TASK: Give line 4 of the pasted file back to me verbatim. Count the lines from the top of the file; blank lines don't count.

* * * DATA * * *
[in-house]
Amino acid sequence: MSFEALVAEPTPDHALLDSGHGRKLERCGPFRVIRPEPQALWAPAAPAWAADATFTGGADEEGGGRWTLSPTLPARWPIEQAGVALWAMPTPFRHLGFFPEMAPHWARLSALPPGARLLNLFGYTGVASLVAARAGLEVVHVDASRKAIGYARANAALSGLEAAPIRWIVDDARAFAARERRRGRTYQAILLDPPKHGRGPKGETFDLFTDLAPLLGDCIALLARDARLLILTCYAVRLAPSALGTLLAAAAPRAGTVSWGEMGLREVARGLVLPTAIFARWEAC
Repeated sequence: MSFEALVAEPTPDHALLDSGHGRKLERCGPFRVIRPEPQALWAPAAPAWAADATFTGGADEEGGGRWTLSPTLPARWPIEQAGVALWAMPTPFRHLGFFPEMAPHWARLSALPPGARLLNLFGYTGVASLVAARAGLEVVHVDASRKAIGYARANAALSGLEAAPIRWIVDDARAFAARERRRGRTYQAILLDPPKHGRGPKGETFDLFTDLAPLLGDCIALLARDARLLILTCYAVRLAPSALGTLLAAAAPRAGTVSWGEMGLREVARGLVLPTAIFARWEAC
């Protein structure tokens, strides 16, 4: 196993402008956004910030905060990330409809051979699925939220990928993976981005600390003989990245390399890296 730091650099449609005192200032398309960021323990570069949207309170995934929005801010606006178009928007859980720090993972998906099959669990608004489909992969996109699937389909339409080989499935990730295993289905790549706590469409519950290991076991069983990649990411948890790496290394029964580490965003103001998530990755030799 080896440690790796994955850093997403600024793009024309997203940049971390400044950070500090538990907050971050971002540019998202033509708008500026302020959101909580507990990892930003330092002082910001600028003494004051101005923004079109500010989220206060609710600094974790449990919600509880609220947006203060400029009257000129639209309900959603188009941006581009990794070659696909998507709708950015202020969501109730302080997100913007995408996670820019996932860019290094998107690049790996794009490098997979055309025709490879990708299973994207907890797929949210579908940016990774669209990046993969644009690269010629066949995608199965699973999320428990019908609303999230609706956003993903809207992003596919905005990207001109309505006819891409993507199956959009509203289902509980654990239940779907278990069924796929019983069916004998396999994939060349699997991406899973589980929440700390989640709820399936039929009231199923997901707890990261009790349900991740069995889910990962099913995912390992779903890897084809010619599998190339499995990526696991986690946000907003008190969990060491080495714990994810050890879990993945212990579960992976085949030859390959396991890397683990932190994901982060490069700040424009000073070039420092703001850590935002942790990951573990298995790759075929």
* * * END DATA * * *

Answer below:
């Protein structure tokens, strides 16, 4: 196993402008956004910030905060990330409809051979699925939220990928993976981005600390003989990245390399890296 730091650099449609005192200032398309960021323990570069949207309170995934929005801010606006178009928007859980720090993972998906099959669990608004489909992969996109699937389909339409080989499935990730295993289905790549706590469409519950290991076991069983990649990411948890790496290394029964580490965003103001998530990755030799 080896440690790796994955850093997403600024793009024309997203940049971390400044950070500090538990907050971050971002540019998202033509708008500026302020959101909580507990990892930003330092002082910001600028003494004051101005923004079109500010989220206060609710600094974790449990919600509880609220947006203060400029009257000129639209309900959603188009941006581009990794070659696909998507709708950015202020969501109730302080997100913007995408996670820019996932860019290094998107690049790996794009490098997979055309025709490879990708299973994207907890797929949210579908940016990774669209990046993969644009690269010629066949995608199965699973999320428990019908609303999230609706956003993903809207992003596919905005990207001109309505006819891409993507199956959009509203289902509980654990239940779907278990069924796929019983069916004998396999994939060349699997991406899973589980929440700390989640709820399936039929009231199923997901707890990261009790349900991740069995889910990962099913995912390992779903890897084809010619599998190339499995990526696991986690946000907003008190969990060491080495714990994810050890879990993945212990579960992976085949030859390959396991890397683990932190994901982060490069700040424009000073070039420092703001850590935002942790990951573990298995790759075929």